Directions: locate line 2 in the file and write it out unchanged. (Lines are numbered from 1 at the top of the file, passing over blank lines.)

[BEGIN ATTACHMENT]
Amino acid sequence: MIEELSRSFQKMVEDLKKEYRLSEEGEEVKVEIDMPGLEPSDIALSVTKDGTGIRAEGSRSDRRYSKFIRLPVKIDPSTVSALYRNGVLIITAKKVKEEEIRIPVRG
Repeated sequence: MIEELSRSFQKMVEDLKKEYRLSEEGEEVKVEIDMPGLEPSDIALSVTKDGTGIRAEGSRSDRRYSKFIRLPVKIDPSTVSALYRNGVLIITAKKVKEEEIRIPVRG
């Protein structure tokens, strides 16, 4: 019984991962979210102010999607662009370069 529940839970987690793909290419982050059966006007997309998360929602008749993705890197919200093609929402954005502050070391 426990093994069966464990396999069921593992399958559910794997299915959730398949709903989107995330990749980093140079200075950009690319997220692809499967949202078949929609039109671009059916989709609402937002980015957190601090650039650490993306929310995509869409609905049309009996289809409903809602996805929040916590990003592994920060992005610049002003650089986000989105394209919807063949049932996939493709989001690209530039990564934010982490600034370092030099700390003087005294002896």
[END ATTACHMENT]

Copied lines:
Repeated sequence: MIEELSRSFQKMVEDLKKEYRLSEEGEEVKVEIDMPGLEPSDIALSVTKDGTGIRAEGSRSDRRYSKFIRLPVKIDPSTVSALYRNGVLIITAKKVKEEEIRIPVRG